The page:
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Database of Abstracts of Reviews of Effects (DARE): Quality-assessed Reviews [Internet]. York (UK): Centre for Reviews and Dissemination (UK); 1995-.

Database of Abstracts of Reviews of Effects (DARE): Quality-assessed Reviews [Internet].

Allograft versus autograft in posterior cruciate ligament reconstruction: an evidence-based systematic review

Review published: 2013.

Bibliographic details: Hudgens JL, Gillette BP, Krych AJ, Stuart MJ, May JH, Levy BA.  Allograft versus autograft in posterior cruciate ligament reconstruction: an evidence-based systematic review. Journal of Knee Surgery 2013; 26(2): 109-15. [PubMed: 23288765]

Abstract

Controversy exists as to the superior graft source for posterior cruciate ligament (PCL) reconstruction. Allogeneic and autogeneic tissue have unique advantages and disadvantages, but little is known about the performance of one versus the other. This study is an evidence-based, systematic literature review comparing clinical and functional outcomes of allograft and autograft PCL reconstruction. A search was conducted via the Cochrane and MEDLINE databases for all relevant studies meeting the following inclusion criteria: (1) English language, (2) human subjects, (3) between the years 1980 and 2011, (4) minimum 24-month follow-up, (5) measures of clinical and functional outcomes, and (6) patients with isolated grade II/III PCL injuries who had failed nonoperative management and were deemed clinically and functionally unstable. Excluded studies were (1) technique articles, (2) case reports, and (3) patients with additional ligamentous or bony injuries. A total of 19 relevant studies were identified (2 direct comparison, 5 allograft, and 12 autograft). No appreciable differences between allograft and autograft PCL reconstruction were identified. A paucity of data exists comparing allogeneic and autogeneic PCL reconstruction, but satisfactory clinical and functional results have been obtained with both graft sources.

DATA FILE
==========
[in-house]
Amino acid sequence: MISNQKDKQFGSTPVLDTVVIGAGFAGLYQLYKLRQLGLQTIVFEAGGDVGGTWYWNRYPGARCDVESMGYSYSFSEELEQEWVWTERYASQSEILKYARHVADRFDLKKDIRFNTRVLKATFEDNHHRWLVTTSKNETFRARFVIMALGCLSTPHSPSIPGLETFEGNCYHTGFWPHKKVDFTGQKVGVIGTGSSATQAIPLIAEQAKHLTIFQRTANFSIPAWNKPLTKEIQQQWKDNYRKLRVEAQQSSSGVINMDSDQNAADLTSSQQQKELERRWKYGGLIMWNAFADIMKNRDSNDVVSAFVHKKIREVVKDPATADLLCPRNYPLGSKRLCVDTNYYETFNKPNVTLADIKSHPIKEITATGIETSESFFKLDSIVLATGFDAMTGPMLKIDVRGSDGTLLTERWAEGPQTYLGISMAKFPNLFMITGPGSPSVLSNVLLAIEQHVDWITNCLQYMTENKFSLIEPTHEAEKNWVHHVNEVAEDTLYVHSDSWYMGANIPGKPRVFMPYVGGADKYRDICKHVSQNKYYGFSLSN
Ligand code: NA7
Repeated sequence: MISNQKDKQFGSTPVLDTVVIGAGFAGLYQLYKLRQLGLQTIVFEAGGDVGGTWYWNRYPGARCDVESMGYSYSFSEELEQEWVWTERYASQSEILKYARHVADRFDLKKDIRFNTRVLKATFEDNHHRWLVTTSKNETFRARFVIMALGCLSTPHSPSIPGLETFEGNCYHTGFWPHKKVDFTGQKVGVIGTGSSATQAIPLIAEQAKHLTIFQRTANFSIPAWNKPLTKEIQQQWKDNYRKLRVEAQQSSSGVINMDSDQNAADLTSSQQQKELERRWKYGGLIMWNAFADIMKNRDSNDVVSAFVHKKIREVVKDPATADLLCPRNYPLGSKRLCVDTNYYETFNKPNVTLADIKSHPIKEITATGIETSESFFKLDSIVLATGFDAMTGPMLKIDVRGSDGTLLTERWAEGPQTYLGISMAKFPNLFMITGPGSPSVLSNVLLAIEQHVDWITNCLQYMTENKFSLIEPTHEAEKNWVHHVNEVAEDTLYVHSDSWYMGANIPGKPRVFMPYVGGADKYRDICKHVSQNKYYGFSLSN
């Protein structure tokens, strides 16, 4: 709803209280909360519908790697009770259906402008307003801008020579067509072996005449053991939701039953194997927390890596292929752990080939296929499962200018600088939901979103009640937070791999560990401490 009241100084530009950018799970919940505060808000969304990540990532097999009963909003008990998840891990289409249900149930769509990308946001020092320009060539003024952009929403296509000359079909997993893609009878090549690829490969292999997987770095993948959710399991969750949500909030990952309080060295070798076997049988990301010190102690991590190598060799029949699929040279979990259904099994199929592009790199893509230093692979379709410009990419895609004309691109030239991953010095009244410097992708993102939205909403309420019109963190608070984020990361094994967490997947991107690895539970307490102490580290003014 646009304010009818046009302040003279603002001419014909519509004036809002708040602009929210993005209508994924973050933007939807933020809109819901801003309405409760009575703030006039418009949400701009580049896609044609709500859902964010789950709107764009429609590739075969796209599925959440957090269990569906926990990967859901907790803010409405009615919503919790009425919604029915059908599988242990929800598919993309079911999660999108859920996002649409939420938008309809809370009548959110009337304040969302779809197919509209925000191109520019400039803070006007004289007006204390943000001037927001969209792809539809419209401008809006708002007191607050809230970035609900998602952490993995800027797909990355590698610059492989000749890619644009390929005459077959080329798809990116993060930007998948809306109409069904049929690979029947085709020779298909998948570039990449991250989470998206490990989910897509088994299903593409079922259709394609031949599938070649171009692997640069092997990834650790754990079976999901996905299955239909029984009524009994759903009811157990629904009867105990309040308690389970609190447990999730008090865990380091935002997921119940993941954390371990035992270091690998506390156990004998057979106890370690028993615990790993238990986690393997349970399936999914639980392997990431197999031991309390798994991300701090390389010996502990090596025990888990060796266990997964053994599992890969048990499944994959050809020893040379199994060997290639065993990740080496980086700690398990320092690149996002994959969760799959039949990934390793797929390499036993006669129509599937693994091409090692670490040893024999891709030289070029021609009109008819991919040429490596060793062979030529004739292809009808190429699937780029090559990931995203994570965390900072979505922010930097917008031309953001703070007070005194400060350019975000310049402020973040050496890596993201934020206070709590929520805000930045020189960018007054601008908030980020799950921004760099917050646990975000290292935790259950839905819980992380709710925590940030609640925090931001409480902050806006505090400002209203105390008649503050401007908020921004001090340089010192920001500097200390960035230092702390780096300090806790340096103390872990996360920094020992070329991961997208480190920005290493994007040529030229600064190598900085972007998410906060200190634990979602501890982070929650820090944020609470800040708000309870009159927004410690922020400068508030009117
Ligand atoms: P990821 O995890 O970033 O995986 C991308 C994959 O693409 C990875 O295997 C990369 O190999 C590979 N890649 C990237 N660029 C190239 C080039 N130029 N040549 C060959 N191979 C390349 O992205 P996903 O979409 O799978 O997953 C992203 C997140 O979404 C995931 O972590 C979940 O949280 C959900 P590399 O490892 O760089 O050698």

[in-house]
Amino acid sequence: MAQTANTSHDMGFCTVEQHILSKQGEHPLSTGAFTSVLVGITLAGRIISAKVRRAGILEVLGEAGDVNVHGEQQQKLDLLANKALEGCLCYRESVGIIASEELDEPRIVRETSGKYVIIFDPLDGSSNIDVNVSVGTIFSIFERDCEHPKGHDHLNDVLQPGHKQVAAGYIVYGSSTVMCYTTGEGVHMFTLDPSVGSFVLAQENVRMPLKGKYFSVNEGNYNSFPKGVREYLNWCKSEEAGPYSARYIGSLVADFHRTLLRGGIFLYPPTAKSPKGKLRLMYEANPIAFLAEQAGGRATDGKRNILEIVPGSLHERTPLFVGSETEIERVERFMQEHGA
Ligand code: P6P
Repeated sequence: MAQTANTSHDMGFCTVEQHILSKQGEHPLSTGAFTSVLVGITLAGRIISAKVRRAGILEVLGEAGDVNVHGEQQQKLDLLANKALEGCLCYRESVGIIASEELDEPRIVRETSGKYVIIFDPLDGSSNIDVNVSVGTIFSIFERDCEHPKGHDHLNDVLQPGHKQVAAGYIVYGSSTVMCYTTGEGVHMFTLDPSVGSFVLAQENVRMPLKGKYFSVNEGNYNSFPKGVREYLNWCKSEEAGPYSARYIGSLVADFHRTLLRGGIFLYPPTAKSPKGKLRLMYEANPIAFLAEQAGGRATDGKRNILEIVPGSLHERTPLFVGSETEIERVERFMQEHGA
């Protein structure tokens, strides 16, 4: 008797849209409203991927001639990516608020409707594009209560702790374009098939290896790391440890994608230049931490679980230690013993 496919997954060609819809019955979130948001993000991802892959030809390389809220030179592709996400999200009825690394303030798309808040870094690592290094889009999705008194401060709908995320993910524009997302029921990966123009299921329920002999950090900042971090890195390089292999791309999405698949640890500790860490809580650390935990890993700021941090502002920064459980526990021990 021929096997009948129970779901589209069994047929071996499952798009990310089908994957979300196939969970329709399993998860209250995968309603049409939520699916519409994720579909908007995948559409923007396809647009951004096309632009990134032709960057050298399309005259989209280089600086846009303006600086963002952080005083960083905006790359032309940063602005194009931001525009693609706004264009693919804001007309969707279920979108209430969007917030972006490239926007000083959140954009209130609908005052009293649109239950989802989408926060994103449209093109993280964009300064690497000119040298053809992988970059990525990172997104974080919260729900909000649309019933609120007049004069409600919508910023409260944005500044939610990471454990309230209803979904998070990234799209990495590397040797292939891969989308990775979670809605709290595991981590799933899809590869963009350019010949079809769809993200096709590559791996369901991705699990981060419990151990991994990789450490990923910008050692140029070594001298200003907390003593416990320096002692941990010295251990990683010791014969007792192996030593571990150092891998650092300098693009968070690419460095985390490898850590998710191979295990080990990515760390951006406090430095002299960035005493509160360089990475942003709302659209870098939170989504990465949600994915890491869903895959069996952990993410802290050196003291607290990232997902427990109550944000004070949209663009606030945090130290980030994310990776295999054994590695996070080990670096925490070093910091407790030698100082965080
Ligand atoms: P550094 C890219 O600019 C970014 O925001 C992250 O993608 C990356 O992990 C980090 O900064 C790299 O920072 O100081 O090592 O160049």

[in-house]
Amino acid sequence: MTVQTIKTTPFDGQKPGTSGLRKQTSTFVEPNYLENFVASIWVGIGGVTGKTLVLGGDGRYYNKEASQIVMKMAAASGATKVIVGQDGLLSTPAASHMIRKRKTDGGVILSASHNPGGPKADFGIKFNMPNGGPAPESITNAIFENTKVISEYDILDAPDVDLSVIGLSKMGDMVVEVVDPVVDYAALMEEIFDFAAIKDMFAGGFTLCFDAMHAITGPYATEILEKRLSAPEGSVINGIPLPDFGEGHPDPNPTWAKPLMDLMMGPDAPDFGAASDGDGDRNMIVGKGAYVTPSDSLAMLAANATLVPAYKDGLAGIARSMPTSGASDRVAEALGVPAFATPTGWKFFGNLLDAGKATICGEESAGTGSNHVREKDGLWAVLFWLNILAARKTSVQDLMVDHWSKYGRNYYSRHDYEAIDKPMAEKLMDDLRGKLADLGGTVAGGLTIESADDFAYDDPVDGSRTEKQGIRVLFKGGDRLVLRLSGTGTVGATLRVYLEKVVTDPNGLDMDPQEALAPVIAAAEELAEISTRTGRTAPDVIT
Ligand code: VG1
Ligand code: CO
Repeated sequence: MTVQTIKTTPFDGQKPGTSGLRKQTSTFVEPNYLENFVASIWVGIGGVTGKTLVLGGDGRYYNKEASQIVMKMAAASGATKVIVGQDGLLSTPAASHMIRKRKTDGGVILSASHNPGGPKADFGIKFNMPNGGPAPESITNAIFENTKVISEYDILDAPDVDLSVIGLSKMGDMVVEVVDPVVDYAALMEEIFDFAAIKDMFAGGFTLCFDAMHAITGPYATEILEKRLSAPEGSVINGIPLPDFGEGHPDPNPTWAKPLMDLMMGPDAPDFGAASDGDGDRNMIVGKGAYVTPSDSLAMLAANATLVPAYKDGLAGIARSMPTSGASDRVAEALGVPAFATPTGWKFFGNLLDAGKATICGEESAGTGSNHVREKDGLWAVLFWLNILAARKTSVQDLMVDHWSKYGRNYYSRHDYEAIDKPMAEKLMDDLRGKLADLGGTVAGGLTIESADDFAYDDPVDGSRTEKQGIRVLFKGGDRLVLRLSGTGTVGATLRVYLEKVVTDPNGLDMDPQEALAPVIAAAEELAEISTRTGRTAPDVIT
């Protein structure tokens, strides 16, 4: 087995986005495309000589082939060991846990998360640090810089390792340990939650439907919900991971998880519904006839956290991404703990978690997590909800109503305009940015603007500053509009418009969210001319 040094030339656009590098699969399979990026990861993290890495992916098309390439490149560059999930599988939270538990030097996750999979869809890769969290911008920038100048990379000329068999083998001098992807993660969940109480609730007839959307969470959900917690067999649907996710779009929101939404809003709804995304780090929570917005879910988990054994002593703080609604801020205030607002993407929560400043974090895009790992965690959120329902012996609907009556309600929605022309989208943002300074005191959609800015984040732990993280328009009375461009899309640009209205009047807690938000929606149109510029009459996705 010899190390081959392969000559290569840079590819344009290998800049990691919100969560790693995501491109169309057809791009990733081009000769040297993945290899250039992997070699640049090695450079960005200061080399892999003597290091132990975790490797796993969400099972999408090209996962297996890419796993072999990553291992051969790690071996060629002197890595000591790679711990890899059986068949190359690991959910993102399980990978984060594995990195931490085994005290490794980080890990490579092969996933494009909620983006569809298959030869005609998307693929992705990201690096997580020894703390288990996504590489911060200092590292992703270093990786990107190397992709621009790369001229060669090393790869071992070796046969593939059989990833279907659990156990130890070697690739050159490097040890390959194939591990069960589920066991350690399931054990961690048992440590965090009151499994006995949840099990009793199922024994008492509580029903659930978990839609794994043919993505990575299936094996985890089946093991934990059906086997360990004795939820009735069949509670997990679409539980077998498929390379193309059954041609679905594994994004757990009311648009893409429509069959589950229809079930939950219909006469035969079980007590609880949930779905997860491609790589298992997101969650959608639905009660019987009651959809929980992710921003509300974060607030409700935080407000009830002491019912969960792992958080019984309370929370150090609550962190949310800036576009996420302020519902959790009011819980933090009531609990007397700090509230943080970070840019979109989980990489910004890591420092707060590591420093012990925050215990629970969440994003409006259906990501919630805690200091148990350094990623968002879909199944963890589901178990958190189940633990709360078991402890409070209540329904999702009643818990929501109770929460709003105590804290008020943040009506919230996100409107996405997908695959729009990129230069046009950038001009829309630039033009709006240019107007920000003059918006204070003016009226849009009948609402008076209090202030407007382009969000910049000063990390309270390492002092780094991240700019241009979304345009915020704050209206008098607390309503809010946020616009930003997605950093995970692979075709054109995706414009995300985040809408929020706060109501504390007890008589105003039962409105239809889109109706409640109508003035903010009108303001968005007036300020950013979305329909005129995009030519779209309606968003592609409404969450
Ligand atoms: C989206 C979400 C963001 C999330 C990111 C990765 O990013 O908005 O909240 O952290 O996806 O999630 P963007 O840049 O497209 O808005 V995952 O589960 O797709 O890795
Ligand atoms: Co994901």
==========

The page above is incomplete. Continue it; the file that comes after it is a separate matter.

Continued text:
Thieme Medical Publishers 333 Seventh Avenue, New York, NY 10001, USA.

CRD has determined that this article meets the DARE scientific quality criteria for a systematic review.

Copyright © 2014 University of York.

PMID: 23288765

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